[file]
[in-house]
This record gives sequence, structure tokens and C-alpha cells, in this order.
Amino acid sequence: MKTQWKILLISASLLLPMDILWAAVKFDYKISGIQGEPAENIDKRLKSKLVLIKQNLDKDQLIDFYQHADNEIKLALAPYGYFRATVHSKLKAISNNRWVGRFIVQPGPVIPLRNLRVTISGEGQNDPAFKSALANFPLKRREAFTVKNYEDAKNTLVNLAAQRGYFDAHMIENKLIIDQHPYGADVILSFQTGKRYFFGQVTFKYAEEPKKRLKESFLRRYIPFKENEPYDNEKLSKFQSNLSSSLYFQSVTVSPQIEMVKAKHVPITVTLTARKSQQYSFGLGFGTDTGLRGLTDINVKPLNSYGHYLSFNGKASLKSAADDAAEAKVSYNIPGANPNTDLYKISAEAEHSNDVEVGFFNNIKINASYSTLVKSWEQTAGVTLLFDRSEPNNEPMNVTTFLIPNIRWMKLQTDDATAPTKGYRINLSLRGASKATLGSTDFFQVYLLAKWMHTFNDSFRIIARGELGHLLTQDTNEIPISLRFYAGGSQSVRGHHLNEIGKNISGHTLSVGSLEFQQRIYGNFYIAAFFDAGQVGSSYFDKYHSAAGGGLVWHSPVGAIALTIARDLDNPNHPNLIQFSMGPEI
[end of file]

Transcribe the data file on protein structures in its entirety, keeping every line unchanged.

[in-house]
This record gives sequence, structure tokens and C-alpha cells, in this order.
Amino acid sequence: MKTQWKILLISASLLLPMDILWAAVKFDYKISGIQGEPAENIDKRLKSKLVLIKQNLDKDQLIDFYQHADNEIKLALAPYGYFRATVHSKLKAISNNRWVGRFIVQPGPVIPLRNLRVTISGEGQNDPAFKSALANFPLKRREAFTVKNYEDAKNTLVNLAAQRGYFDAHMIENKLIIDQHPYGADVILSFQTGKRYFFGQVTFKYAEEPKKRLKESFLRRYIPFKENEPYDNEKLSKFQSNLSSSLYFQSVTVSPQIEMVKAKHVPITVTLTARKSQQYSFGLGFGTDTGLRGLTDINVKPLNSYGHYLSFNGKASLKSAADDAAEAKVSYNIPGANPNTDLYKISAEAEHSNDVEVGFFNNIKINASYSTLVKSWEQTAGVTLLFDRSEPNNEPMNVTTFLIPNIRWMKLQTDDATAPTKGYRINLSLRGASKATLGSTDFFQVYLLAKWMHTFNDSFRIIARGELGHLLTQDTNEIPISLRFYAGGSQSVRGHHLNEIGKNISGHTLSVGSLEFQQRIYGNFYIAAFFDAGQVGSSYFDKYHSAAGGGLVWHSPVGAIALTIARDLDNPNHPNLIQFSMGPEI